President Bush removed North Korea from the list of state sponsors of terrorism on October 11, 2008. Despite overwhelming evidence to the contrary, the Obama Administration’s official view is that North Korea is “not known to have sponsored any terrorist acts since the bombing of a Korean Airlines flight in 1987.” Discuss among yourselves.
Of the many heroes in this story, none stands greater than former political prisoner, lawmaker, and Governor of Kyonggi Province Kim Moon-soo, whom I profiled here and here during the Paleozoic era of this blog. Kim sponsored the original form of this legislation back in 2005, near the height of the Sunshine Policy’s popularity.
“While its passage is long overdue, the country can now defect (sic: deflect?) international criticism for not approving a North Korean human rights law,” said Kim Moon-soo, who first submitted the law 11 years ago. “People inside the North will know about the law’s enactment and it will put considerable pressure on the political elite in Pyongyang.” [Yonhap]
One day, Governor Kim will make a fine President of a united Korea. Let’s also remember the hard work of Hwang Woo-yea, who fought for years to get this bill through the National Assembly.
Other proponents, including Kim Seong-min of Free North Korea radio and Park Sang-hak of Fighters for a Free North Korea, both refugees from North Korea who became dissidents in exile — and at least one of them, the target of an assassination attempt by North Korean agents — were more skeptical. Understandably, both complained about the long delay in the bill’s passage.
Kim Seong-min, head of Free North Korea Radio, based in Seoul, said it took too long for the bill to be passed, especially in light of the suffering endured by North Koreans all these years. The defector-turned-activist, who came to the South in 1999, voiced hope that the new law would give civic groups in the South championing North Korean human rights “big momentum” to speed their work and help get outside information into the North. [….]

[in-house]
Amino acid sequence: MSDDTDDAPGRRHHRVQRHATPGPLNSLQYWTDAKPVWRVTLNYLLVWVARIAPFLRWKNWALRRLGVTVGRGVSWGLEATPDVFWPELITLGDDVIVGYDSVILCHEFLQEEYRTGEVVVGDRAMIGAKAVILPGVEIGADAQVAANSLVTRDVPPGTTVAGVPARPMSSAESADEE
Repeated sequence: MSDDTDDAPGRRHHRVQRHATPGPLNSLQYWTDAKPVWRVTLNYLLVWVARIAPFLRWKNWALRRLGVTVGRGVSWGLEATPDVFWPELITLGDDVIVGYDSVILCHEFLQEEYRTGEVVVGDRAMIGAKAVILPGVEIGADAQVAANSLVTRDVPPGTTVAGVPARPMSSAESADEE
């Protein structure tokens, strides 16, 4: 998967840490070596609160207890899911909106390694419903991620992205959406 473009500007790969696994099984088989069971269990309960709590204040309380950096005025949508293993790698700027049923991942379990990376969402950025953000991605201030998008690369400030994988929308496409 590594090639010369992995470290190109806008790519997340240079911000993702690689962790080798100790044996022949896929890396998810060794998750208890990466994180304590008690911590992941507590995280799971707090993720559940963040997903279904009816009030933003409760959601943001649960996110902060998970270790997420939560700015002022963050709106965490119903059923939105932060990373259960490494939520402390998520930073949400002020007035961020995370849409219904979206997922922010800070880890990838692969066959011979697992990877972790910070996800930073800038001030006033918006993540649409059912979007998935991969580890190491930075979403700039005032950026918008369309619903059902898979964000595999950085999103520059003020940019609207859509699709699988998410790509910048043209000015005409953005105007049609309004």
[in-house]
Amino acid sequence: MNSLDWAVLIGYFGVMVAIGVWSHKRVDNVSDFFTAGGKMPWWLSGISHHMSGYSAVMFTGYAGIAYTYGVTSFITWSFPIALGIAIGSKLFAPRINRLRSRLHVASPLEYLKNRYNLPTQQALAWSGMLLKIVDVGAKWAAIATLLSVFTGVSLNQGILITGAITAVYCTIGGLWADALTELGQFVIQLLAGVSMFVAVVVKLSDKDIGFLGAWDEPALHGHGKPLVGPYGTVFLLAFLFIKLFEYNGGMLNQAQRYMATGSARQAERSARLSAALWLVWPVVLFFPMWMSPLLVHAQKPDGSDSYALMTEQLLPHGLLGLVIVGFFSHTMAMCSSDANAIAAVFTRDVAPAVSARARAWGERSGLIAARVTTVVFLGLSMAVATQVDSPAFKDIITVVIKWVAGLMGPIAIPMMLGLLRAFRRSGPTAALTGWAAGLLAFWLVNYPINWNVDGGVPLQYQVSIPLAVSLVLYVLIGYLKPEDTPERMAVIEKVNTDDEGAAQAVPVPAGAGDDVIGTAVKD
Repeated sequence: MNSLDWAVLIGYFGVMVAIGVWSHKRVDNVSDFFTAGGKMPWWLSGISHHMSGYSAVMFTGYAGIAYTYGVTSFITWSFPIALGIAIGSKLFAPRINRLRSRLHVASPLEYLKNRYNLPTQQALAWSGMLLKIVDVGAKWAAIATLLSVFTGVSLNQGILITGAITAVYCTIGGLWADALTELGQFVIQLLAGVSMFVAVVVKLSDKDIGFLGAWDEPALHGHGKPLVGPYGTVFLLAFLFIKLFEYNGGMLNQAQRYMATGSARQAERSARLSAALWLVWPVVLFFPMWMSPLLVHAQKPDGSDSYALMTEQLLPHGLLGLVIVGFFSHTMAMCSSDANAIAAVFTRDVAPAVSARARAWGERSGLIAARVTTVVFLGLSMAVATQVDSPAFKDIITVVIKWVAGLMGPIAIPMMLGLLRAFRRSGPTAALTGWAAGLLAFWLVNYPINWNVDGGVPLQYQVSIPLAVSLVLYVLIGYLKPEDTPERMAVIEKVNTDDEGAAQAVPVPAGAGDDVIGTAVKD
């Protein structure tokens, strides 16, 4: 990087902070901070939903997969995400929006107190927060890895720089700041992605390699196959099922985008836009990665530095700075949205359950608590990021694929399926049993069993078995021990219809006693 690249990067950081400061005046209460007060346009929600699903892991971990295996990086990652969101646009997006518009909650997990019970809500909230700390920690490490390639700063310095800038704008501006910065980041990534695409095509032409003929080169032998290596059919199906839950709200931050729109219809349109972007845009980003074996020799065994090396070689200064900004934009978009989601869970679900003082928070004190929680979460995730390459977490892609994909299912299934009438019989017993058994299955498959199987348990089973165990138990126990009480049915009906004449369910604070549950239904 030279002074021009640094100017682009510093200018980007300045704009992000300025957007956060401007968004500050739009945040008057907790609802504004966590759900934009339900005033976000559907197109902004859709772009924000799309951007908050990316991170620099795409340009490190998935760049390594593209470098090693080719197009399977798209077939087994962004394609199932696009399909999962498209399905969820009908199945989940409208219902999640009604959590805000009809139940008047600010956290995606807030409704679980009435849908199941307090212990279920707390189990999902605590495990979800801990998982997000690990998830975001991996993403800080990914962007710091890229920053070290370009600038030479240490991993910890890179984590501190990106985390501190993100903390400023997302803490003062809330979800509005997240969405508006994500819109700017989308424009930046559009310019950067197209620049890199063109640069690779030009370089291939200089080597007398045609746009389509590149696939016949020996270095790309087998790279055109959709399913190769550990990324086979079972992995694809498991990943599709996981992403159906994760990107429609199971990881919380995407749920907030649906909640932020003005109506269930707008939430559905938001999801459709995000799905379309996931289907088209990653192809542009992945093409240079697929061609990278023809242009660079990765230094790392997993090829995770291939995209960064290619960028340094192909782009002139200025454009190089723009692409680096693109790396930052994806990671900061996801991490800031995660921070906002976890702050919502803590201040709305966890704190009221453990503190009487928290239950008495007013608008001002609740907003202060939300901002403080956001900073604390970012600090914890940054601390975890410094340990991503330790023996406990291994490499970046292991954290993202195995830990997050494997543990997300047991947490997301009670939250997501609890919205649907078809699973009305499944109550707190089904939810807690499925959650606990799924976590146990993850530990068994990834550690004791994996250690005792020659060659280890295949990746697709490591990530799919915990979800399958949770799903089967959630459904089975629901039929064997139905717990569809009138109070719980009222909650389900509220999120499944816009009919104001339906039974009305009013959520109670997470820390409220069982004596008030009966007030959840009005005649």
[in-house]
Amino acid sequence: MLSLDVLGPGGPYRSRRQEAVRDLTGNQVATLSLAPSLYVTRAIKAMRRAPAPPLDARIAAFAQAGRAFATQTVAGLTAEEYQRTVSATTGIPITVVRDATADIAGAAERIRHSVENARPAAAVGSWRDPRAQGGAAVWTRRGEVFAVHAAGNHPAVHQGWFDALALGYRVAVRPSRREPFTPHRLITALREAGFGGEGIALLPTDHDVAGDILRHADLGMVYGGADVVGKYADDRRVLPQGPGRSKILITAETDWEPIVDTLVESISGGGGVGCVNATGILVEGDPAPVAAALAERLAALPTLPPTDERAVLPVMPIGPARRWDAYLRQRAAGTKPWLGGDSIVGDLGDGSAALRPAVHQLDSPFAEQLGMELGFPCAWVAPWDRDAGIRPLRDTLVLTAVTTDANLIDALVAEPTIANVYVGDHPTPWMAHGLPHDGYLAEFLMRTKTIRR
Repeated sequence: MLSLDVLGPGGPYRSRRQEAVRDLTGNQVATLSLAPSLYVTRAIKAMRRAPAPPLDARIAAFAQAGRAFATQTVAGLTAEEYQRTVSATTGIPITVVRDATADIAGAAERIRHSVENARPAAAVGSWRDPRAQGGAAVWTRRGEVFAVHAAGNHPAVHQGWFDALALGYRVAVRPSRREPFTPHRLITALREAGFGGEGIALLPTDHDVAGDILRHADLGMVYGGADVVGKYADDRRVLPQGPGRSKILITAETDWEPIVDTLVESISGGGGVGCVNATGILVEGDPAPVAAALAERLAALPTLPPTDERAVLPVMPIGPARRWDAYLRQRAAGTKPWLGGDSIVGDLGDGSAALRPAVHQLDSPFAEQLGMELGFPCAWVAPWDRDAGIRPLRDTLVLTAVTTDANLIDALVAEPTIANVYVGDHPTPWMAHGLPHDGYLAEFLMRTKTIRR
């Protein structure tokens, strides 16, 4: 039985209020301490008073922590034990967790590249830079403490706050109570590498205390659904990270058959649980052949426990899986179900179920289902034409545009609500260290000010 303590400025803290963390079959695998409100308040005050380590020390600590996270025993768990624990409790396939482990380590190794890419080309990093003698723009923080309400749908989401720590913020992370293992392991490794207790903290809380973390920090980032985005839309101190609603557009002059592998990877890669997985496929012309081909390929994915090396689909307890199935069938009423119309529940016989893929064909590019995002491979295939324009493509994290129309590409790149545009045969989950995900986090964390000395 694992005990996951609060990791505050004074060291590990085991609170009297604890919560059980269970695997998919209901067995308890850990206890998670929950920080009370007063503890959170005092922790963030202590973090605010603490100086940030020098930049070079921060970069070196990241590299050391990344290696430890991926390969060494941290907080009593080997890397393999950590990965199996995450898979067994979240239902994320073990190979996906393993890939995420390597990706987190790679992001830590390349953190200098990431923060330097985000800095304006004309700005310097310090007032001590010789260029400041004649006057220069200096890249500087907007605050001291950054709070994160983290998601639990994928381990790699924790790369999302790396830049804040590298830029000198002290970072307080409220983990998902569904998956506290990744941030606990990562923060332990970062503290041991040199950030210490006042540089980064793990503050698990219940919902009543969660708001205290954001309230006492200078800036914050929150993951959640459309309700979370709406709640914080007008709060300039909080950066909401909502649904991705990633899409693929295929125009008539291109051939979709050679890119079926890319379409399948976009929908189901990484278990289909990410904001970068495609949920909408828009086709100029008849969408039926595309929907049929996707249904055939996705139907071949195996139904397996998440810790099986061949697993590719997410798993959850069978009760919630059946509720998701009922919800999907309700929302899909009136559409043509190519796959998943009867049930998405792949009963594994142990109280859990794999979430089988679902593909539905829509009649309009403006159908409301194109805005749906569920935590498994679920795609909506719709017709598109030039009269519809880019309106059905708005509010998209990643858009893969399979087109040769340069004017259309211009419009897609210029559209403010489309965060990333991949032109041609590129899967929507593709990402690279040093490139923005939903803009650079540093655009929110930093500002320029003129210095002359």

Others like Park Sang-hak, head of a leading civic group that flies anti-North leaflets across the border, criticized the bill for having a clause that calls for improvement in inter-Korea relations. “I don’t see why the bill encourages dialogue with an evil-natured regime,” said the activist. [Yonhap]
Another reason to rejoice is that the hard work of NGOs like the Human Rights Foundation, among many others, paid off. Thor Halvorssen, Garry Kasparov, and the HRF had joined the push for the bill and were understandably pleased by its passage.
Last September, the Global Coalition visited Seoul to campaign for the Act and hosted a widely-publicized press conference that included Garry Kasparov, Serbian democracy advocate Srdja Popovic, North Korean defector Ji Seong-ho, and South Korean lawyer Kim Tae-hoon. Other members of the Global Coalition include Malaysia’s opposition leader Nurul Izzah Anwar, Harvard cognitive scientist Steven Pinker, Wikipedia founder Jimmy Wales, Stanford political scientist Larry Diamond, North Korean defector Jung Gwang-il, Peru’s former president Alejandro Toledo, Romania’s former president Emil Constantinescu, and Ukraine’s former president Viktor Yushchenko.
South Korea’s failure to pass the bill had become a global embarrassment.
“The Republic of Korea has taken its head out of the sand and has finally confronted the cruelty and horror of the North Korean dictatorship. It is a victory for all who support human rights and human dignity,” said HRF chairman Garry Kasparov. [Human Rights Foundation]
Oh, and this, via HRF:
Its North Korea program has resulted in multiple threats of violence emanating from the North Korean government including threats of assassination, bodily harm, and missile attacks on HRF staff, members, and associates. [Human Rights Foundation]
President Bush removed North Korea from the list … oh, never mind. Congratulations to all who fought for this soon-to-be law, and please donate your old flash drive to Flash Drives for Freedom.